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The UK Round Table on Sustainable Development today published a report describing in detail its first year's work....
The UK Round Table on Sustainable Development today published a report describing in detail its first year's work.

The round table's co-chairman, Richard Southwood, says:

'In its first year, the round table has explored its method of working and reviewed some major sectors of development. Within the latter, it has sought to identify particular and defined aspects where its recommendations might aid progress towards sustainability. On their own, many of these steps would be modest; but cumulatively, their impact could be significant.

'Moving into our second year, I hope we can build on our achievements. We need to make the round table a body whose voice is heard in debate on the central issues concerning the role of the UK in a world environment.'

The round table's priorities in its first year have been

-- transport

-- energy

-- environmental mechanisms

The annual report includes the full texts of the round table's initial reports on freight transport; the domestic energy market - 1998 and beyond; and environmental management and audit.

It also describes other work completed or under way, including recommendations on the landfill tax and environmental trusts; key principles for sustainable transport, on which it will be publishing a report later this year; and a study in Northampton which is examining opportunities and obstacles to achieving more sustainable transport patterns.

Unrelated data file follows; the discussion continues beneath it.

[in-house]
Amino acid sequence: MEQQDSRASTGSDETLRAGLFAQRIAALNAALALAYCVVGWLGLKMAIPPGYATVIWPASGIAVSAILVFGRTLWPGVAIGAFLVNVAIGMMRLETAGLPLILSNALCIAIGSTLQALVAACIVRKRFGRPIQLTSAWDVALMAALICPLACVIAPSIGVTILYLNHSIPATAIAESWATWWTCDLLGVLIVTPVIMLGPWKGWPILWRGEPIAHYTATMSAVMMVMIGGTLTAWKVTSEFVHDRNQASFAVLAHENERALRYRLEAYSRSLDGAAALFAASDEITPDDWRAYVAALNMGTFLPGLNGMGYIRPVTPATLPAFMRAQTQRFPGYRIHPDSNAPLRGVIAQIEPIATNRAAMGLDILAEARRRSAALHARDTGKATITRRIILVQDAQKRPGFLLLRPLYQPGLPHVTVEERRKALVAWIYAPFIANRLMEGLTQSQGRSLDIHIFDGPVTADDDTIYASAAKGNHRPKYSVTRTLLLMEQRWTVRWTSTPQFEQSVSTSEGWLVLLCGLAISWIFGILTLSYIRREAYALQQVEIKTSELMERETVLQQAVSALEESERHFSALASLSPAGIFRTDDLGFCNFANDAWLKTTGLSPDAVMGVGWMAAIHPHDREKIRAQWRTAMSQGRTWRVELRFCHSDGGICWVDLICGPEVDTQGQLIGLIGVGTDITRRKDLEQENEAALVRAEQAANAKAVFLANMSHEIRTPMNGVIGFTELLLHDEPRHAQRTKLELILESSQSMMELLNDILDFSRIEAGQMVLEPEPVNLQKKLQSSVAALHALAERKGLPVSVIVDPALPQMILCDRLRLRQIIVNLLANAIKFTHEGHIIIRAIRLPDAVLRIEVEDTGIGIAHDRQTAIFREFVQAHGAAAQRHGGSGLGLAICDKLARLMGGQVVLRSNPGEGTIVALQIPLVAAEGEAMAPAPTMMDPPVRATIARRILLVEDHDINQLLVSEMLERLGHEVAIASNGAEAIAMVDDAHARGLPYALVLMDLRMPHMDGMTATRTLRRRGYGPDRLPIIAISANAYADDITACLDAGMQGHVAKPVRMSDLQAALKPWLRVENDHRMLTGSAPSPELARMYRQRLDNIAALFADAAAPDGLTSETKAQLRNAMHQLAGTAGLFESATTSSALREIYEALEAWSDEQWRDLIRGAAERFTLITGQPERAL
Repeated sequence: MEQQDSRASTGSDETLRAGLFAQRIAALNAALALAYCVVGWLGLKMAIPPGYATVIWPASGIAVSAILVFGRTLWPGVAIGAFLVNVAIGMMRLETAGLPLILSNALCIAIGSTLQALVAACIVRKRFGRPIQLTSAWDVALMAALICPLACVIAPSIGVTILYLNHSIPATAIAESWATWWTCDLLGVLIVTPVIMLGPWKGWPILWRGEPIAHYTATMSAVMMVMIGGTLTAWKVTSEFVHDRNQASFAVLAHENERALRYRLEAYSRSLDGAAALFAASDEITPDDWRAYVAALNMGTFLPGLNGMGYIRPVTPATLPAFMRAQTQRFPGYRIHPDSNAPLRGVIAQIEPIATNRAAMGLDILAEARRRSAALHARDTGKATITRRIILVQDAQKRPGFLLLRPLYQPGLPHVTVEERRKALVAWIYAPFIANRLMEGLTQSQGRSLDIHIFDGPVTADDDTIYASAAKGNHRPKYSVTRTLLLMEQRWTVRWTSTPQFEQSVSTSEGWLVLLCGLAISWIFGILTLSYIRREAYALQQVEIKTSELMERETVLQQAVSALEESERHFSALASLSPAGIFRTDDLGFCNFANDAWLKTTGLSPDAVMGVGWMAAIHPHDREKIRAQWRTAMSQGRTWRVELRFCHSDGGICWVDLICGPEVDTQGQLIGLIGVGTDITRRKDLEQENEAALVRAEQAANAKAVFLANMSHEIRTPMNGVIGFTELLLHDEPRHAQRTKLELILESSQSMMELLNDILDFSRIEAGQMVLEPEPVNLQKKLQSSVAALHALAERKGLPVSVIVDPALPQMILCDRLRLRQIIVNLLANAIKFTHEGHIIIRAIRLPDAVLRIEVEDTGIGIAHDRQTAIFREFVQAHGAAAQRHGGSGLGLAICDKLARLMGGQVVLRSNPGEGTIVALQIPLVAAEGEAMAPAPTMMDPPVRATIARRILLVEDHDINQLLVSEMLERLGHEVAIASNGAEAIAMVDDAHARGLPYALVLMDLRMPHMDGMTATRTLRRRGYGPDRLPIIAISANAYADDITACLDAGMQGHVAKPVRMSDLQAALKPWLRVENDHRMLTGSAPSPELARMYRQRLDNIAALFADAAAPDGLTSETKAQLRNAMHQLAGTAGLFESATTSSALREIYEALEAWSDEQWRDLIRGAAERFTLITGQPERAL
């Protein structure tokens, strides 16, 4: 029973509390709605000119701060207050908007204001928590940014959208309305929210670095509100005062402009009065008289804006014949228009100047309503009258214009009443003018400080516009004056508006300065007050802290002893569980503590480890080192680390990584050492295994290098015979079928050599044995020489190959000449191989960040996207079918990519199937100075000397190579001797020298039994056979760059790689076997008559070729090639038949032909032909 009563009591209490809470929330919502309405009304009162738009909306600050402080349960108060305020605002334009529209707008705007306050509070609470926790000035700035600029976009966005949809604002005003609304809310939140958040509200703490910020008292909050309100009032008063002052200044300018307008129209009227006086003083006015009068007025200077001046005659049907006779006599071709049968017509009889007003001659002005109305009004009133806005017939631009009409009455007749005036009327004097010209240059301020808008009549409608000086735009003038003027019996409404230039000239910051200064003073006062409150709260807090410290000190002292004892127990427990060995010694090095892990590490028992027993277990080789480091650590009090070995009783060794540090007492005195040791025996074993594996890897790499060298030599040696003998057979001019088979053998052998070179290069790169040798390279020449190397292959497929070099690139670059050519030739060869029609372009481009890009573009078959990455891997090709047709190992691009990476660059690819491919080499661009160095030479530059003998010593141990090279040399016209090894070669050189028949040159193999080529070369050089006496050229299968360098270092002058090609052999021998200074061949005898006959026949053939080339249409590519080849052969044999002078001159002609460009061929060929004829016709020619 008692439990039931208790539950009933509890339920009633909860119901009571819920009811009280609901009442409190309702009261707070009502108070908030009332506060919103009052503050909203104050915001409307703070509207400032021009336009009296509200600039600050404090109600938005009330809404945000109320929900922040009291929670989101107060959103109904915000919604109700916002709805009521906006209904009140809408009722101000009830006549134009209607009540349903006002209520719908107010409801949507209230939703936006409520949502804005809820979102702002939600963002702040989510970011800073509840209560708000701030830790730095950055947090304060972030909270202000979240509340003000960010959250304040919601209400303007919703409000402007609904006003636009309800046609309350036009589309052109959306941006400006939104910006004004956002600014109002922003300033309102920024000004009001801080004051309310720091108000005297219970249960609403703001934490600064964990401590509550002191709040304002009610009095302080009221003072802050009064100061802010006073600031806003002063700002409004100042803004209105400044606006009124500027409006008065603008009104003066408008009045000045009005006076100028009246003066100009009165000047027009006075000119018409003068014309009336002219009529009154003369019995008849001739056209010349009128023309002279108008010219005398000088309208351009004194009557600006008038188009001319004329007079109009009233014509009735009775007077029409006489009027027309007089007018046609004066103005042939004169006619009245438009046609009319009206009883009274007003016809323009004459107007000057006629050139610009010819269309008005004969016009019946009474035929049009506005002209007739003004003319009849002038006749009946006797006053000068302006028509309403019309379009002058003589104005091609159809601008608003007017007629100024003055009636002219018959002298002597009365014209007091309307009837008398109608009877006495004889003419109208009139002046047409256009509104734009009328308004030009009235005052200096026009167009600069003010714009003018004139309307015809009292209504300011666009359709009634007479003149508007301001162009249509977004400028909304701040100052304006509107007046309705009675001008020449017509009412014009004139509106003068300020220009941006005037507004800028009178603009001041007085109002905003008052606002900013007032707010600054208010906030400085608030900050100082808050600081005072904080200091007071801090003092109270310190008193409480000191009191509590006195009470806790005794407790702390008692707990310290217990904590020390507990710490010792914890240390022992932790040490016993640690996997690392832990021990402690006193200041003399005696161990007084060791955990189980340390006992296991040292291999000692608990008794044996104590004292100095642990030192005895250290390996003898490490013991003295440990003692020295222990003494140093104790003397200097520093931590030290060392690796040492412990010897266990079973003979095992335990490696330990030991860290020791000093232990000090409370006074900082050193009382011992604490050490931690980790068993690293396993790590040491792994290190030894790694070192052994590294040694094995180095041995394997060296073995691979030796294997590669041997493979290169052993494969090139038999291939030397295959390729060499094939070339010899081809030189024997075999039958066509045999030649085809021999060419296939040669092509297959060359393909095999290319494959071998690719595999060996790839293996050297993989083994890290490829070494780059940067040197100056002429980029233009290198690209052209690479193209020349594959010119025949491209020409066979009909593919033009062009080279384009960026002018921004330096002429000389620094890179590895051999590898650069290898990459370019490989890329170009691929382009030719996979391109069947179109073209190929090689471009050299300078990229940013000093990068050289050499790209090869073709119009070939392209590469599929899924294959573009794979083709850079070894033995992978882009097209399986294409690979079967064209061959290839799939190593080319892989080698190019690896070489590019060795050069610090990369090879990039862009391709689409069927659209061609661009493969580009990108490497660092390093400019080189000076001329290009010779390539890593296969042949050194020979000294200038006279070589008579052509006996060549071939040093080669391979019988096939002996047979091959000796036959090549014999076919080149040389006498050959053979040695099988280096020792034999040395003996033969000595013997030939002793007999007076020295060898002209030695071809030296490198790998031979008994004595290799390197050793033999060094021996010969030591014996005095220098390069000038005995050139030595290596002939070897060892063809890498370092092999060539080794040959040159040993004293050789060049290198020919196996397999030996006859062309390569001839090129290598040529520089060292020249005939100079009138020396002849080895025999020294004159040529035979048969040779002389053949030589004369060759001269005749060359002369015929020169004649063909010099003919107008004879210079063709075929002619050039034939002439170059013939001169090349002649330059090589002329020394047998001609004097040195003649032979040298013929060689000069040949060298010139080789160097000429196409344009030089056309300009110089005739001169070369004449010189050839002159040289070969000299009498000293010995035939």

The annual report is addressed to the government, and to all other organisations with an interest in, or a responsibility for, the issues it raises. The government has undertaken to respond formally by mid-June to all the round table's recommendations.

That response will be published and drawn to the attention of parliament. The round table would also welcome comments from others on the report, its programme and approach, by 14 June.

-- The UK Round Table on Sustainable Development was established by the government in January 1995. It aims to encourage discussion on major sustainable development issues and to build consensus between people who have different perspectives and different responsibilities.

The round table has about 30 members, drawn from central and local government, business, environmental organisations and other sectors of the community. Its co-chairmen are the environment secretary John Gummer and Richard Southwood.

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